A Split Face Comparative Interventional Study to Evaluate the Efficacy of Fractional Carbon Dioxide Laser against Combined use of Fractional Carbon Dioxide Laser and Platelet-Rich Plasma in the Treatment of Acne Scars : Indian Dermatology Online Journal

Secondary Logo

Journal Logo

Brief Report

A Split Face Comparative Interventional Study to Evaluate the Efficacy of Fractional Carbon Dioxide Laser against Combined use of Fractional Carbon Dioxide Laser and Platelet-Rich Plasma in the Treatment of Acne Scars

Priya, Devi; Patil, Shivakumar

Author Information
Indian Dermatology Online Journal 14(3):p 371-374, May–Jun 2023. | DOI: 10.4103/idoj.idoj_462_22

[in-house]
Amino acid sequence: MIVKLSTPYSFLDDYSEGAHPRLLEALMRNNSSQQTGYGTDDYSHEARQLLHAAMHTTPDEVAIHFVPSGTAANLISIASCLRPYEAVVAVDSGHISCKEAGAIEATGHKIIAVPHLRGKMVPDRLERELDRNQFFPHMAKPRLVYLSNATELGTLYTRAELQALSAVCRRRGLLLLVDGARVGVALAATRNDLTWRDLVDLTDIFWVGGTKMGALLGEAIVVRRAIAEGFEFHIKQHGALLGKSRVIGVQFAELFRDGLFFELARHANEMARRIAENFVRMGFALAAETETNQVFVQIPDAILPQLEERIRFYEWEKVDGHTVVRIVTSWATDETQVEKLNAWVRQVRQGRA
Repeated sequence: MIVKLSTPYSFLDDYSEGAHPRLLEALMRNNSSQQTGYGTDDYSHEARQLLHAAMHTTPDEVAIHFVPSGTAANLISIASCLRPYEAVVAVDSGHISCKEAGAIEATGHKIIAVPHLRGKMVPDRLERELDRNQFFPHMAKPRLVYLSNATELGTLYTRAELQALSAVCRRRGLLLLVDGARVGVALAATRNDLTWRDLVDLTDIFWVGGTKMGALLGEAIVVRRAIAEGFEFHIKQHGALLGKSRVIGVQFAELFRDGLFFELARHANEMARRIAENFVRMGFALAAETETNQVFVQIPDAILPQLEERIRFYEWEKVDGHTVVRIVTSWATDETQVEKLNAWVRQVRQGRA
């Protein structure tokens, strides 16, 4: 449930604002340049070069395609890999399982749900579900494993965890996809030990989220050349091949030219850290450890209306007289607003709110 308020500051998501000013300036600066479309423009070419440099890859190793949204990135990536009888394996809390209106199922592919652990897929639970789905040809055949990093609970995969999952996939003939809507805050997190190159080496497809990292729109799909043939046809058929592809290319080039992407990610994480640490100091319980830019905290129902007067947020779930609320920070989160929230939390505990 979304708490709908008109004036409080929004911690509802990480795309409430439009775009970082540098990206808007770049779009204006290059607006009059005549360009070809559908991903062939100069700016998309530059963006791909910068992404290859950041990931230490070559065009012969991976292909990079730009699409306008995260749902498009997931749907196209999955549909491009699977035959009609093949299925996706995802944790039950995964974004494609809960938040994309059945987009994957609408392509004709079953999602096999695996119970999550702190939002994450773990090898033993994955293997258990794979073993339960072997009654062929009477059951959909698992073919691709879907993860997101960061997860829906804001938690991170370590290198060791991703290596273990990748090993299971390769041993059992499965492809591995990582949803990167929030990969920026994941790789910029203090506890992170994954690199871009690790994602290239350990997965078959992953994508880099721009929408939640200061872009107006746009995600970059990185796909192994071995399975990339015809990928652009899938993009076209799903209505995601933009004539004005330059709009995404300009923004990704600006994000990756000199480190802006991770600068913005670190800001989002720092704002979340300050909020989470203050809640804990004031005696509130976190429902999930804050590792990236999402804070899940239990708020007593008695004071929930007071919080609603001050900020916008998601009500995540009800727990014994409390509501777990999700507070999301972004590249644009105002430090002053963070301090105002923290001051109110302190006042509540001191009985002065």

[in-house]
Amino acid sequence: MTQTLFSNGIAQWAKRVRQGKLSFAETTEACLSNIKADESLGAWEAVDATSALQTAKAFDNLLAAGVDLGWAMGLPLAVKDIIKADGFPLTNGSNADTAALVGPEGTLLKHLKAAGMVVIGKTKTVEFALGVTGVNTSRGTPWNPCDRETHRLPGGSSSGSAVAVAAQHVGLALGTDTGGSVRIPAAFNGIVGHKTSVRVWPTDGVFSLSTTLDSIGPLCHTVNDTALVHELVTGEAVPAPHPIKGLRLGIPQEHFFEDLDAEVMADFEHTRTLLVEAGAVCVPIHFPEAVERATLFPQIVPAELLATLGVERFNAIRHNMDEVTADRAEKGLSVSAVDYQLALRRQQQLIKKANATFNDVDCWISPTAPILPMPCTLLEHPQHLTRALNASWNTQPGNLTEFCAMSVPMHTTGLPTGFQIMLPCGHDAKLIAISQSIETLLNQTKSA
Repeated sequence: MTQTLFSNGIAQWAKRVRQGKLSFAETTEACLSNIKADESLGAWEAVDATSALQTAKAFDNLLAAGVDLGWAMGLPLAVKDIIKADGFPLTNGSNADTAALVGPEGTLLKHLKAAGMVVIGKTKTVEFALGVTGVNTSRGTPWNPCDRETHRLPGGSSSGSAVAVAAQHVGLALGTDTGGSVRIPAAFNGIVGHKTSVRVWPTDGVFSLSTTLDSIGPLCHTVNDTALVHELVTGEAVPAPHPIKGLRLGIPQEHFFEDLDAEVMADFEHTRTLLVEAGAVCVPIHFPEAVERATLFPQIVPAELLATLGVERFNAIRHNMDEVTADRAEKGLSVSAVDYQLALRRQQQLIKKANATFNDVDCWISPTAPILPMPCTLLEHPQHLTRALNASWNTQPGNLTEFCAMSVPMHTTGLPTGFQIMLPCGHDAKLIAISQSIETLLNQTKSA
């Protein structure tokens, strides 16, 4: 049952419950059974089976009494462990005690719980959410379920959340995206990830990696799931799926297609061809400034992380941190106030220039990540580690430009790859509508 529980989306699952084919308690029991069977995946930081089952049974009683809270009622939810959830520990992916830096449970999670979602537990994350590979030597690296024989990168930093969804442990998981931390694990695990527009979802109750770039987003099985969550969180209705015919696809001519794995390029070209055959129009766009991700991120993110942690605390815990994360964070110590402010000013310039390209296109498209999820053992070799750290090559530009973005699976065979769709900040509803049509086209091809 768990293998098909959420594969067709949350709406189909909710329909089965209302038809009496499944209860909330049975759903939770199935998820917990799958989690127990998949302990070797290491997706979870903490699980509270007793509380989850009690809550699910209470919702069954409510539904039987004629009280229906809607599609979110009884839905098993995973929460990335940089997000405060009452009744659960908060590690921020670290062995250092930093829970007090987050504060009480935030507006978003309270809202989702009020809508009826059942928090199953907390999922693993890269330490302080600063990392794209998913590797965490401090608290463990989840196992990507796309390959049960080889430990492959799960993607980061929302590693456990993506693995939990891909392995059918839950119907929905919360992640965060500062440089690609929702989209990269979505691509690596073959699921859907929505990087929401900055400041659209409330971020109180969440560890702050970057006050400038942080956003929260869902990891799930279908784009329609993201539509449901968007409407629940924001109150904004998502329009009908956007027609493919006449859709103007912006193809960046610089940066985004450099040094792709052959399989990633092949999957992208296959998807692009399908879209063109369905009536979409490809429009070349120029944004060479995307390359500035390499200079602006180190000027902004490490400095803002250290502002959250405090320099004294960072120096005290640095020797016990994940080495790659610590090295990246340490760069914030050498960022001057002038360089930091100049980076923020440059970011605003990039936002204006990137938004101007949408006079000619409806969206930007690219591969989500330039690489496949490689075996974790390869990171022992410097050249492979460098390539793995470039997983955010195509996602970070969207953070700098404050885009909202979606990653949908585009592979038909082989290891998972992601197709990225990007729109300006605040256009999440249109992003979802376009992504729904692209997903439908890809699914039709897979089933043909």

• Open



Acne is a chronic inflammatory disease of pilosebaceous unit in skin. 15–20% of patients suffer from moderate to severe types of acne scars.[1] Scarring develops in 95% of patients with acne.[2]

The different types of acne scars are atrophic, hypertrophic, and keloidal.[3] Atrophic acne scars are divided into three types: icepick, rolling, and boxcar scars (further divided into shallow (0.1–0.5 mm) and deep (≥0.5 mm).[4]

The severity of acne scars depends on the time delayed for the initiation of treatment from the onset of acne lesions, thereby further highlighting the need for early and aggressive treatment.[2] Various treatment methods of atrophic acne scars include subcision, needling, dermabrasion, chemical peels, punch techniques, non-ablative lasers, fillers, and autologous fat transfer.[5]

Fractional laser re-surfacing technique is gaining more popularity because of its good clinical outcome, less side effects, and a decrease in the time taken for recovery.[6]